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Cooper gets catty on daytime show
By Jack Reese, Copy Editor
CNN anchorman Anderson Cooper has been a little sassier since scoring his own talk show, and I’m not sure I appreciate it.
It’s expected that Cooper would reveal a more personal side of himself on his relatively new CBS show, “Anderson Live,” than he does on CNN’s “Anderson Cooper 360,” where he reports hard news. But in light of a recent mini controversy involving TV personality Star Jones, I wonder if he’s getting carried away and hurting his credibility as a professional journalist.
Cooper came out as gay in a July email to Daily Beast blogger and longtime friend Andrew Sullivan that quickly made headlines worldwide. Soon after, former “The View” co-host Jones told “Today” host Natalie Morales in reference to Cooper that “there [are] times that you generate information for ratings.” Jones’ comment would not have garnered much attention if Cooper hadn’t retaliated out of the blue earlier this month.
“The only thing that kind of annoyed me … [was] Star Jones of all people,” Cooper said, on “Anderson Live.” “I haven’t thought about Star Jones in I don’t know how long. I was unaware that she was even on TV still.” He added that she has a “penchant for wanting publicity” herself.
Cooper might very well have come out to boost ratings for his show, but that is not the issue.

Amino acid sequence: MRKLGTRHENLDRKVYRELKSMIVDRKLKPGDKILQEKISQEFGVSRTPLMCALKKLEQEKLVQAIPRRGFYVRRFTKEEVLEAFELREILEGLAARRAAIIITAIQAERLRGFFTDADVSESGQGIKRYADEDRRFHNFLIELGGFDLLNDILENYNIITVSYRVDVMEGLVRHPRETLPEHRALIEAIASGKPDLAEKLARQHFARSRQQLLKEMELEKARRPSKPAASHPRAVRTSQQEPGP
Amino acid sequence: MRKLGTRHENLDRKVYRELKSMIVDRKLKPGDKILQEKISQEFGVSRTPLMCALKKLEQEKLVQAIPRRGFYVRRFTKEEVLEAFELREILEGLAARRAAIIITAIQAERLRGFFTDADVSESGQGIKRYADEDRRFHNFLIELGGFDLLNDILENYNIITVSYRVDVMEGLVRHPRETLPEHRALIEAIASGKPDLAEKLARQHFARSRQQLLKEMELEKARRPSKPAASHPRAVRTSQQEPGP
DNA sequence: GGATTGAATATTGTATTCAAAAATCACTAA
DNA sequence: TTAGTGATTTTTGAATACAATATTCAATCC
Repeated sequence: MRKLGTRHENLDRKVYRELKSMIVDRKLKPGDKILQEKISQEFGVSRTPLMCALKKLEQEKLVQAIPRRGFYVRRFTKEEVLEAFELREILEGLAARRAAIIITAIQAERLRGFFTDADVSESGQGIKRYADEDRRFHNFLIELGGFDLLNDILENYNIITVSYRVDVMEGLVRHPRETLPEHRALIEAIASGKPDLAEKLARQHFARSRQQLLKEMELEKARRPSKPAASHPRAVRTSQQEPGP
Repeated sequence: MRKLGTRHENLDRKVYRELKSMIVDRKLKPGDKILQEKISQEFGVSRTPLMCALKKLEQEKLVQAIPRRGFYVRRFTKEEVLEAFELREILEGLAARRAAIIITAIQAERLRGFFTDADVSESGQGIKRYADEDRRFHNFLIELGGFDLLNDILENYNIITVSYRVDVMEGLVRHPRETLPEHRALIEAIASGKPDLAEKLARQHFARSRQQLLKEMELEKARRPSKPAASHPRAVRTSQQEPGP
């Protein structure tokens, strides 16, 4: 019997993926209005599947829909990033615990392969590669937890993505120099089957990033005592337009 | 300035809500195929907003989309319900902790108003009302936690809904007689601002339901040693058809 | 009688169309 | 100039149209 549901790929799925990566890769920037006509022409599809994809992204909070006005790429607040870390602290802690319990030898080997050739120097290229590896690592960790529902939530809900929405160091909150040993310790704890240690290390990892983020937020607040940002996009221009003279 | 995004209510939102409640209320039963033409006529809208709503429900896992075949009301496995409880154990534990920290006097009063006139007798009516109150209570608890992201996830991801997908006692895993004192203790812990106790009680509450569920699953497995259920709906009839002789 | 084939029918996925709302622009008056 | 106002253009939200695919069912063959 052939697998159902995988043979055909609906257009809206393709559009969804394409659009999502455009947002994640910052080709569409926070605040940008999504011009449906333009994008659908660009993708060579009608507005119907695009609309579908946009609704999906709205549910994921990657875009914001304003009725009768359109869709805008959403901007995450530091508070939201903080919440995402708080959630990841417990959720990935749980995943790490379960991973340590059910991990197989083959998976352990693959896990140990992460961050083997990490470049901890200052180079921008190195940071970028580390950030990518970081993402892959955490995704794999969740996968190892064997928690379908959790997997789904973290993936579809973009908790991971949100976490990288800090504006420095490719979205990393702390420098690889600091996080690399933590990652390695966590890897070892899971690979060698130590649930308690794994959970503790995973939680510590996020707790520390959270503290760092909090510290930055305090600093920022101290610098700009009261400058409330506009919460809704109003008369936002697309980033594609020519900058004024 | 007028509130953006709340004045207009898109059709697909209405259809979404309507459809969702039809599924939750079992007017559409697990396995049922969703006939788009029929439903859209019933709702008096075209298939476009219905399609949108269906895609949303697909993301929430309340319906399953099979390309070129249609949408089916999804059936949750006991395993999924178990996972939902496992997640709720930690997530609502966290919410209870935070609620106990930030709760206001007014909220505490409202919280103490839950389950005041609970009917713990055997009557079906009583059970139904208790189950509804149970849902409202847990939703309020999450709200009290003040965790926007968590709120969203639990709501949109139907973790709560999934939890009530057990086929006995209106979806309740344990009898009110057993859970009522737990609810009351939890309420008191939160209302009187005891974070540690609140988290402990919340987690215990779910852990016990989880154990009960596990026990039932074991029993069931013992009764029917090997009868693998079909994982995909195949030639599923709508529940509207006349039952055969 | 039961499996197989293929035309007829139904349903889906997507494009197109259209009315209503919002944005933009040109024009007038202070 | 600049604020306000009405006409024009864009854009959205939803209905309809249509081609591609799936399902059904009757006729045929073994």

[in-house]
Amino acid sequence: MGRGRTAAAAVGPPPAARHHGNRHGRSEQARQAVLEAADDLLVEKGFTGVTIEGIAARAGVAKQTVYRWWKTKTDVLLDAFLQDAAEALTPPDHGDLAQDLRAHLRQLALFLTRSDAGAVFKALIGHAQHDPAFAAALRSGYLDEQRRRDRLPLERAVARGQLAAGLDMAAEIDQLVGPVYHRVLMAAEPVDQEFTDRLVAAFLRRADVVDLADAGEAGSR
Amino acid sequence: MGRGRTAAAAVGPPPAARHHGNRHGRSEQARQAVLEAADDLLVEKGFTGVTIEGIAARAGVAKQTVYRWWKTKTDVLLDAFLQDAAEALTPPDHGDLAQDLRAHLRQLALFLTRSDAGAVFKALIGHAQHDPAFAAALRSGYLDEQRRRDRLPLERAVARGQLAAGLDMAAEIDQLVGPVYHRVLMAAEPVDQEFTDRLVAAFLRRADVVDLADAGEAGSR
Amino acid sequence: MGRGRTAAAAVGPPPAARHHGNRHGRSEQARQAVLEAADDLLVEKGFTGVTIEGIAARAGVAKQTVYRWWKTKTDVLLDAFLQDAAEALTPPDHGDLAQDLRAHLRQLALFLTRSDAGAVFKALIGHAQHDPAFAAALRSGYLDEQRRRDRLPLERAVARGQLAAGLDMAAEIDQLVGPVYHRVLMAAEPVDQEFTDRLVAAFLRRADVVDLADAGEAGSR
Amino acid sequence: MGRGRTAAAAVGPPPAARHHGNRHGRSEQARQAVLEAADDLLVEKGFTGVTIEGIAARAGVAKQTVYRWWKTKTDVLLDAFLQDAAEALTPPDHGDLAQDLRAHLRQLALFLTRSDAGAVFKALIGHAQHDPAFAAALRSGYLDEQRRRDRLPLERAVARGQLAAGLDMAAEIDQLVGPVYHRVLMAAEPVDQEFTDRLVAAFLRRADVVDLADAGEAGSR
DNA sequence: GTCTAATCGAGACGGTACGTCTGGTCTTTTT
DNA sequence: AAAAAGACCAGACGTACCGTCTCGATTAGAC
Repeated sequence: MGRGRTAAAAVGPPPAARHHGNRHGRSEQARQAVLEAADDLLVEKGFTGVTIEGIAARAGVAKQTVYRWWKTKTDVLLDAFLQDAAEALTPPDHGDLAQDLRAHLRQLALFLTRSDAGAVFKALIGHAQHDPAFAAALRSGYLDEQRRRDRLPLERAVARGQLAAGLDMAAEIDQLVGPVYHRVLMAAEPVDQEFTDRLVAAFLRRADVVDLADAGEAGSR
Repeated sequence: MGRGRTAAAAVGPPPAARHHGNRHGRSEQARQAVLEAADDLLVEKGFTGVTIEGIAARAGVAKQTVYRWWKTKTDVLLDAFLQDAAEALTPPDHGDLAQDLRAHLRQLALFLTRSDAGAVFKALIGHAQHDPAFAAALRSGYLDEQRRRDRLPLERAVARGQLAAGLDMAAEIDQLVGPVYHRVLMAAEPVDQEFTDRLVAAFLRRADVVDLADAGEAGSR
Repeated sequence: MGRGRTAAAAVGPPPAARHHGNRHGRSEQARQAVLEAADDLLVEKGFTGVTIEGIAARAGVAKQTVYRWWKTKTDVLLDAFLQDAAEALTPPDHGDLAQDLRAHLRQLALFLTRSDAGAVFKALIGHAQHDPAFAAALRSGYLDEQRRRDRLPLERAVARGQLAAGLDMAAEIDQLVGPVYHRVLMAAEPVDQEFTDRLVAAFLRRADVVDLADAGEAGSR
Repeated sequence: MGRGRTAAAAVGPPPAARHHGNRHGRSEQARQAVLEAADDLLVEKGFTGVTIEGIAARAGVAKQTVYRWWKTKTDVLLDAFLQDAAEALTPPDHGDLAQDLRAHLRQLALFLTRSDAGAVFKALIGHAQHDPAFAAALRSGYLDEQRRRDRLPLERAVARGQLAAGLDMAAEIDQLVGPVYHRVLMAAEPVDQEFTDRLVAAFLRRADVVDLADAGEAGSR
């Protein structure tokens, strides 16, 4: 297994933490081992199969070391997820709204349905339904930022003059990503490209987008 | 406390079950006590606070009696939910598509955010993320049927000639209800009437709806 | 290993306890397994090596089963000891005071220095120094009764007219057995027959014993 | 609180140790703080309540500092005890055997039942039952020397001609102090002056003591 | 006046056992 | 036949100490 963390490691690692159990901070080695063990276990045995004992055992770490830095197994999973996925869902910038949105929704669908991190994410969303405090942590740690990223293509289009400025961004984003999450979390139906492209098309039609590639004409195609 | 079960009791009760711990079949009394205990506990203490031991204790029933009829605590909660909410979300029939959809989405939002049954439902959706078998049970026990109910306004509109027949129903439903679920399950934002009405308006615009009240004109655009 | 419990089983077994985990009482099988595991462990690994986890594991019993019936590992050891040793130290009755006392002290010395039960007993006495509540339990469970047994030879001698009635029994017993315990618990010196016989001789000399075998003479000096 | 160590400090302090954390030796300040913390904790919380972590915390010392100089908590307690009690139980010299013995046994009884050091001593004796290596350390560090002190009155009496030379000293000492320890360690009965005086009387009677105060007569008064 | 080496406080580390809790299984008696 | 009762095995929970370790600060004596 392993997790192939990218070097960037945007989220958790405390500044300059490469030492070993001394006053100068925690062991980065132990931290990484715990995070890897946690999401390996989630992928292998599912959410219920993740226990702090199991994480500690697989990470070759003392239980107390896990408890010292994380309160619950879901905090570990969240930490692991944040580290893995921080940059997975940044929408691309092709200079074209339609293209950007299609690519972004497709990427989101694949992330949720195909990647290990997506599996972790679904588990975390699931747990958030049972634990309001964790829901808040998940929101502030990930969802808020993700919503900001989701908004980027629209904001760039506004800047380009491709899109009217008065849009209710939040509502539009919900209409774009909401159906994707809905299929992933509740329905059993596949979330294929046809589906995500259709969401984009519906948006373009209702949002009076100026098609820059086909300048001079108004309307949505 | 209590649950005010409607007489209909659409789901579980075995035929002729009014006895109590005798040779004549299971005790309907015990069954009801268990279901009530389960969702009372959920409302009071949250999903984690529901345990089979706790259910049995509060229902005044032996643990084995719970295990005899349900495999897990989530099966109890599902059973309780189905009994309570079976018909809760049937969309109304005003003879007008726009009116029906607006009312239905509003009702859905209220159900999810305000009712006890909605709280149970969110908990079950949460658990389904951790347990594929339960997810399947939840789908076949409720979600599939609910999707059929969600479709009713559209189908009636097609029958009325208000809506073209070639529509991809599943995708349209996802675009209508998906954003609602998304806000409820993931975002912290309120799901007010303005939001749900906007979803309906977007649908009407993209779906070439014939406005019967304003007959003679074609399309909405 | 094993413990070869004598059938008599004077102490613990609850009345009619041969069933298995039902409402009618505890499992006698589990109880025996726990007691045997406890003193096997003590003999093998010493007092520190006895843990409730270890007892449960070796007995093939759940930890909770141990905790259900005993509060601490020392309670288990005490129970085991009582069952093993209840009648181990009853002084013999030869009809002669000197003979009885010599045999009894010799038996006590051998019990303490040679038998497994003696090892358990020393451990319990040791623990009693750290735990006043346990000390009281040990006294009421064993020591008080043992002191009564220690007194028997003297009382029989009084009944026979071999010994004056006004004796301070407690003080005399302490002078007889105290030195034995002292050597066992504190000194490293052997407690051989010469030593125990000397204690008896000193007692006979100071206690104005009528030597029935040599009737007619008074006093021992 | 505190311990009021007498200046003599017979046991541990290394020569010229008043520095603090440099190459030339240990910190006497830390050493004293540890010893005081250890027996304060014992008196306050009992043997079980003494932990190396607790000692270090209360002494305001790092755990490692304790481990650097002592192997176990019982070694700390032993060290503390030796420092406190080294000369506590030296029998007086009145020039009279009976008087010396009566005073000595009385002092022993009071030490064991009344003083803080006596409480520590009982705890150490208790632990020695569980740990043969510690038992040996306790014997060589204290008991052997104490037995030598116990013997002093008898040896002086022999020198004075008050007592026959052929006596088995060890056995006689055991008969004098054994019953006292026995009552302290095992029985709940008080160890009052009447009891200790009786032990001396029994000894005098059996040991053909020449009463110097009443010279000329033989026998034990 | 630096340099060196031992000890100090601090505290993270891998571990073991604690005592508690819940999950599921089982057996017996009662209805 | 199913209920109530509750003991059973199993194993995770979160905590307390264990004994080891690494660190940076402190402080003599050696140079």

While I agree Jones is a pseudo-celebrity anxious to remain in the spotlight, why was Cooper so catty? It seems immature of him to respond with so much malice when he is doing better than ever.
Cooper has a right to be a bit arrogant. If I were as prominent and successful as he is in any field, I would be more than a little cocky. But until now, he has always been known for his polite and refined demeanor on CNN. He raised eyebrows on “Anderson Live” in May when he told a guest who reportedly spent half a million dollars on plastic surgery, “I try to be really polite to all my guests, [but] I think you’re dreadful, and I honestly don’t want to talk to you anymore.” It was a nicely worded insult, but an insult nonetheless.
I suppose I just like the old, somber Cooper who tolerated even his most conservative guests on “360,” but a talk show is a very different medium. He’s now a TV personality as well as a journalist, and TV personalities are notorious for stepping on each other’s toes. But Cooper is stooping to Jones’ level, and he’s better than that. Hopefully, he can veer away from celebrity feuds, even if having a talk show is a slippery slope into that arena. Maybe he can utilize his journalistic background and raise the bar for talk shows.
As for his jab at Jones, let’s face it: Maintaining a career in any field relating to journalism—be it TV or print—is harder than ever. Jones probably isn’t making as much money now as she did on “The View.” Even at the height of her career, she didn’t have half of Cooper’s success, and she’s not even a journalist. Cooper called her out for having a penchant for publicity, but maybe she needs it. Why not just let the little people hate, Silver Fox?